Law School hosts symposium on feminism

A panel presented TED-talk style speeches on of free speech in the media followed by a discussion. FILE PHOTO / THE FLAT HAT

This past Friday, the Law School’s 20 Years of Feminism Symposium featured three speakers who discussed a wide and surprising range of topics, from abortion-related Supreme Court cases to mail-order brides.

The staff of the William and Mary Journal of Women and the Law, one of the journals published at the Law School, hosted the event. The Journal publishes one issue per semester and hosts a symposium with the publication of each issue.

“Our end of the year symposium is where we invite speakers who we published to come back and speak,” Georgia Maclean, a 2L law student and staff member of the Journal, said.

This year’s symposium marked the 20-year anniversary of the Journal.

Originally, four speakers were scheduled for the event, Maclean said, but one speaker had to fly out of Virginia early due to Thursday and Friday’s inclement weather.

The first speaker, litigator Linda Jackson J.D. ’94, wrote the introduction for this year’s edition of the Journal. Jackson was one of the founding members of the Journal. Her speech focused on the discrimination the Journal first faced; many of the staff members were called “feminazis,” Jackson said.

Despite the criticism, Jackson and the other founders continued the Journal.

“It’s easy to make those kind of statements,” Jackson said. “It’s less easy to come up with an educated, organized journal piece.”

Jackson compared the criticism the Journal originally received with the backlash celebrities have received over feminist statements, such as Emma Watson’s speech in front of the UN and Patricia Arquette’s Oscar acceptance speech on wage inequality.

The next speaker, Marcia Zug, was an author and law professor at the University of South Carolina. She also mentioned Arquette’s speech to introduce her unique stance on the issue of mail-order brides.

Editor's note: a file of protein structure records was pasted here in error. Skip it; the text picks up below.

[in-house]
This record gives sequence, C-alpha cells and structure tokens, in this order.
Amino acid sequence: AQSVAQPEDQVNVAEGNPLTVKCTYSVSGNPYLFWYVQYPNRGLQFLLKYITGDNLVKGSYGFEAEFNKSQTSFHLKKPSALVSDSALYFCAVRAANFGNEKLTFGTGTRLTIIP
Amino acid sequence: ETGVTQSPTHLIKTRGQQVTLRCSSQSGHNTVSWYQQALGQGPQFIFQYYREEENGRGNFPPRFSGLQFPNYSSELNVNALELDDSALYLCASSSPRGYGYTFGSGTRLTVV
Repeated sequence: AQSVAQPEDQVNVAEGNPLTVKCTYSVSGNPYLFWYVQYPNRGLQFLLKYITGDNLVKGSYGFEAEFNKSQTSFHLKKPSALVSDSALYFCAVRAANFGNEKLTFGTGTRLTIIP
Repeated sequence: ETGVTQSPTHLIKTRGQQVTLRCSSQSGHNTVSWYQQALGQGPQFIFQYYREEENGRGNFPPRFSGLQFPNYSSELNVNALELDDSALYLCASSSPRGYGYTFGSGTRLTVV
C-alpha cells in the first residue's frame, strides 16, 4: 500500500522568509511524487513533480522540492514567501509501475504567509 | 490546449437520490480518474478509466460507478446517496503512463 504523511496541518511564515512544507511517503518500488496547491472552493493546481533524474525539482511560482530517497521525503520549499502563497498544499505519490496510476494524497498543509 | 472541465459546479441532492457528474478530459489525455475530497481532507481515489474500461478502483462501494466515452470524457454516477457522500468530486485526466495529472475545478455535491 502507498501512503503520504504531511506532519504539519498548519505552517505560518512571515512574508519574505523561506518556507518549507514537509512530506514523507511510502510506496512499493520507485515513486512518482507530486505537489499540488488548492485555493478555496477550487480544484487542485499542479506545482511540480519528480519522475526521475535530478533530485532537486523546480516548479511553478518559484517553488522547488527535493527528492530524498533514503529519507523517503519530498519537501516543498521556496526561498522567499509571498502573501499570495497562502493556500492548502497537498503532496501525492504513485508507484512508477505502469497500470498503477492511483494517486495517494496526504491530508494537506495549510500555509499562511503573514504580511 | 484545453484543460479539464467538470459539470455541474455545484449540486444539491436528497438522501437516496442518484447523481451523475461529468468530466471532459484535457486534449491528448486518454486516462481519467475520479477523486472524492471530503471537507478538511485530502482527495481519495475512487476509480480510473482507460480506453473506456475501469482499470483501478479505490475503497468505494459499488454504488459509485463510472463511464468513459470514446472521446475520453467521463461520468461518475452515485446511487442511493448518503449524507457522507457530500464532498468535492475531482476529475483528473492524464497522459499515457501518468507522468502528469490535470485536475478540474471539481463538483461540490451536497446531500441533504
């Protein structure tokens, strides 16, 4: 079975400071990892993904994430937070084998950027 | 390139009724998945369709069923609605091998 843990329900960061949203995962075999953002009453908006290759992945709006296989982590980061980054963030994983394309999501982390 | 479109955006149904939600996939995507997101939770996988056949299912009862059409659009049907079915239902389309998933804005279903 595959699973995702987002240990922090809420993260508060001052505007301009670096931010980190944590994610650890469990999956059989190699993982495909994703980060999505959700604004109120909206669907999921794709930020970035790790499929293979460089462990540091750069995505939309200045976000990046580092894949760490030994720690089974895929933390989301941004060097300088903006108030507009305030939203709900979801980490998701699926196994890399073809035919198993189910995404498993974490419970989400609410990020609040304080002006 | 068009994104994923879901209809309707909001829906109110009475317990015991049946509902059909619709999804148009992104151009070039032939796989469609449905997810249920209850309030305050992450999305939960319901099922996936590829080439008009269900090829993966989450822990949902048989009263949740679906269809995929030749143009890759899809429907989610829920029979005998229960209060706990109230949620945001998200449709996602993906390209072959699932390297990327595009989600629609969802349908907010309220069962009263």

“A lot of it had to do not with disagreement for [Arquette’s] idea,” Zug said about the backlash. “But that there was a feeling that her feminism was not everyone else’s feminism…For the future, the definition of feminism has to be more expansive.”

Zug then went into a discussion of the subject of the book she is currently writing, Buying a Bride: From Mail Order Brides to Cyber-matches. Mail-order brides, according to Zug, could actually be beneficial to the feminist movement.

The practice of mail-ordering brides can allow women to improve their station in life .

“This allows them to actually sell their marriageability, rather than their bodies,” Zug said. 

After Zug’s speech, the staff members of the Journal were allowed fifteen minutes to ask questions and debate their stances.

Jessica Arons, the president and CEO of the Reproductive Health Technologies Project, also spoke at the symposium. Arons attended the William and Mary Law School and has since worked as an activist.

Arons’ speech covered the major Supreme Court cases regarding abortion, starting with Roe v. Wade and Planned Parenthood v. Casey. Arons encouraged the law students to get more involved with activism.

After the three speakers gave their presentations, they joined a discussion panel. Law students and other guests wrote and submitted questions, and once those were answered, the panel answered any remaining questions from the crowd.

A main issue that the panel addressed was how to remain involved with feminism while still in school. Zug said students often do not realize the inequalities of the working world.

“When you’re still in school or maybe law school…it might not be ‘til later in life when you realize not everything is the way it should be,” Zug said.

Shana Oppenheim, a 2L law student and next year’s editor-in-chief of the Journal, agreed.

“It’s important for women and men in undergrad to get involved with women’s issues when they can,” Oppenheim said.

Oppenheim said she also encourages students to attend more events and talks at the law school to learn about activism.


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